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Supplier Country and Partner Country Features © Professor Daniel F. Spulber.

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Presentation on theme: "Supplier Country and Partner Country Features © Professor Daniel F. Spulber."— Presentation transcript:

1 Supplier Country and Partner Country Features © Professor Daniel F. Spulber

2 2 Japan’s domestic production and exports of cars– The turning point VERs (early 80s -1995), High Yen (70s to 90s)

3 3 Toyota’s Activities in the US from 1957 till Today

4 4 Toyota’s Activities in the US in Numbers

5 5 Toyota’s Foreign Direct Investment in the US

6 6 Toyota’s Locations in the US

7 7 Toyota’s US-Production

8 8 Toyota production facilities in 9 countries production in 14 countries production facilities in 21 countries Production facilities in Asia, Africa, China, North America, and South America, and plans for Russia Plans to double overseas production to 6 million vehicles WSJ, 11/2/04, p. A3

9 9 In June 2006, outside Japan Toyota has a total of 52 overseas manufacturing companies in 27 countries / regions. Toyota markets vehicles in more than 170 countries / regions. Source:

10 10 Choose supplier countries for competitive advantage Worker wages and productivity Technology Finance capital Factor supplies Supplier industry Political, legal, regulatory climate Operating costs/risks Supplier country features – Production and procurement Why did Toyota choose to produce in the US in comparison to Japan or Mexico?

11 11 Supplier country features – Production and procurement Choose supplier countries for competitive advantage Get close to customers Can produce and procure in or near customer countries to improve distribution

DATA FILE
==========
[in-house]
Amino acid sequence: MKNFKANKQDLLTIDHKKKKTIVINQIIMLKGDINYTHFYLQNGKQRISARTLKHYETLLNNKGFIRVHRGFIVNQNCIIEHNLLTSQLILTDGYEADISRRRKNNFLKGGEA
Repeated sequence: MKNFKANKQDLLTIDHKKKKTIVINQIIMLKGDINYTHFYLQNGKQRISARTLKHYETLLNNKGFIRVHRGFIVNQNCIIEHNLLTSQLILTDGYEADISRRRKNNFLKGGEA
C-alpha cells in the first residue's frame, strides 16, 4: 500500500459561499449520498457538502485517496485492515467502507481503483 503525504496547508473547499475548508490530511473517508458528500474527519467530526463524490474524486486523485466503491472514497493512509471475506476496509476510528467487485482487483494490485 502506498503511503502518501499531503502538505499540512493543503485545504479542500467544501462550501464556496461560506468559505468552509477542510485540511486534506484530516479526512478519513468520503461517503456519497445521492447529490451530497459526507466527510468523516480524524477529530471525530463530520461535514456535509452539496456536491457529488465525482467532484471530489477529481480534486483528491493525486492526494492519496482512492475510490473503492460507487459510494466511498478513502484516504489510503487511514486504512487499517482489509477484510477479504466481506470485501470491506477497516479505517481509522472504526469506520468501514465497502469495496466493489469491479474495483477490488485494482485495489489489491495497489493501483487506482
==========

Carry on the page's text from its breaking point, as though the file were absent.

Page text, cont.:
12 12 Choose partners for competitive advantage Complementary products Video game player and video games Andy Grove: “Complementors” Complementary technology Complementary capabilities Partner country features – Demand-side and supply-side complements

13 13 Choose partner countries for competitive advantage Proximity to customer markets Partners provide knowledge of customers Partners provide access to human capital Political, legal, regulatory climate important for types of agreements Contracts, JVs, formal and informal alliances Partner countries – Demand-side and supply-side complements

14 14 Sony-Samsung JV:S-LCD Tang-Jeong, Korea Seventh-generation technology plant: Capacity 90,000 panels/month Eighth-generation LCD plant projected capacity 50,000 panels a month (2.2 x 2.5m) 2007 Cost: $1.9 bn Each firm will invest half. Complementary technologies Television (Sony) Flat panel design (Samsung)

15 15  TCS is India's largest IT outsourcing firm (majority partner)  Microsoft – US  JV to be based in Beijing, China To provide IT outsourcing services and solutions to U.S., Europe, and the Asia Pacific region, and China. Three Chinese firms are partners: Beijing Zhongguancun Software Park Development Co., Uniware Co., and Tianjin Huayuan Software Park Construction and Development Co. The Chinese firms operate national software development parks in China. Partner countries Joint venture: Tata Consultancy Services (TCS) – Microsoft